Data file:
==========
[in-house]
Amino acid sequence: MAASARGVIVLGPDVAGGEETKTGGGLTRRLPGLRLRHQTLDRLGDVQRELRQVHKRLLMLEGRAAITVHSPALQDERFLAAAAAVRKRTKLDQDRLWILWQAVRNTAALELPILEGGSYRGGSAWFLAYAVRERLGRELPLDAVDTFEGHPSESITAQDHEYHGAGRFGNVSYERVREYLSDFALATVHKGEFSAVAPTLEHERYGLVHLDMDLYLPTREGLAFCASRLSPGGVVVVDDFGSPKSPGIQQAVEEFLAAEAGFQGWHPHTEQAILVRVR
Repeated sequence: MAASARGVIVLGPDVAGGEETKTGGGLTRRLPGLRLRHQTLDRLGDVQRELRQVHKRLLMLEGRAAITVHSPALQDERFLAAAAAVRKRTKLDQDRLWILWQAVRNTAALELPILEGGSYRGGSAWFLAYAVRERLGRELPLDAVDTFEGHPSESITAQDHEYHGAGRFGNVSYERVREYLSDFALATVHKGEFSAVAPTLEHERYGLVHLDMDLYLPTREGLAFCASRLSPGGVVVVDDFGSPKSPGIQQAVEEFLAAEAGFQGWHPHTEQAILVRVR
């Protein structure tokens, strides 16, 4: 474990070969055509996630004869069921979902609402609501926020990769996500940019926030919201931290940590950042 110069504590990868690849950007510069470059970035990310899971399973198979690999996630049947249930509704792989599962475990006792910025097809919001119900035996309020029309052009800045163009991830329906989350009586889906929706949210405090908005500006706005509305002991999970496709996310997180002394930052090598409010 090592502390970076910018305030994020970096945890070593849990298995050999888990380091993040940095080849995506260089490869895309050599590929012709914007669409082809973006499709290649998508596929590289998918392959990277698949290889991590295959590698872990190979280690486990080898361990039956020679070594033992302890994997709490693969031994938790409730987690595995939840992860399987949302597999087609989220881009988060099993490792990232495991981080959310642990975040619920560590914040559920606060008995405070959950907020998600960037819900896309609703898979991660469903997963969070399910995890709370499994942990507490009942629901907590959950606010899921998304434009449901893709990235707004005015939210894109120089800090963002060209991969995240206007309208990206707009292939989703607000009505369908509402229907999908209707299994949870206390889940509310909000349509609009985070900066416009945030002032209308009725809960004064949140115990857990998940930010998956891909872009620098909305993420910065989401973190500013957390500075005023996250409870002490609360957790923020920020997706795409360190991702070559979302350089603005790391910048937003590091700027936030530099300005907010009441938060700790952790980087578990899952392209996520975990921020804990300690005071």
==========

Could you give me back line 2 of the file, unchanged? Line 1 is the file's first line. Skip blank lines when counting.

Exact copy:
Amino acid sequence: MAASARGVIVLGPDVAGGEETKTGGGLTRRLPGLRLRHQTLDRLGDVQRELRQVHKRLLMLEGRAAITVHSPALQDERFLAAAAAVRKRTKLDQDRLWILWQAVRNTAALELPILEGGSYRGGSAWFLAYAVRERLGRELPLDAVDTFEGHPSESITAQDHEYHGAGRFGNVSYERVREYLSDFALATVHKGEFSAVAPTLEHERYGLVHLDMDLYLPTREGLAFCASRLSPGGVVVVDDFGSPKSPGIQQAVEEFLAAEAGFQGWHPHTEQAILVRVR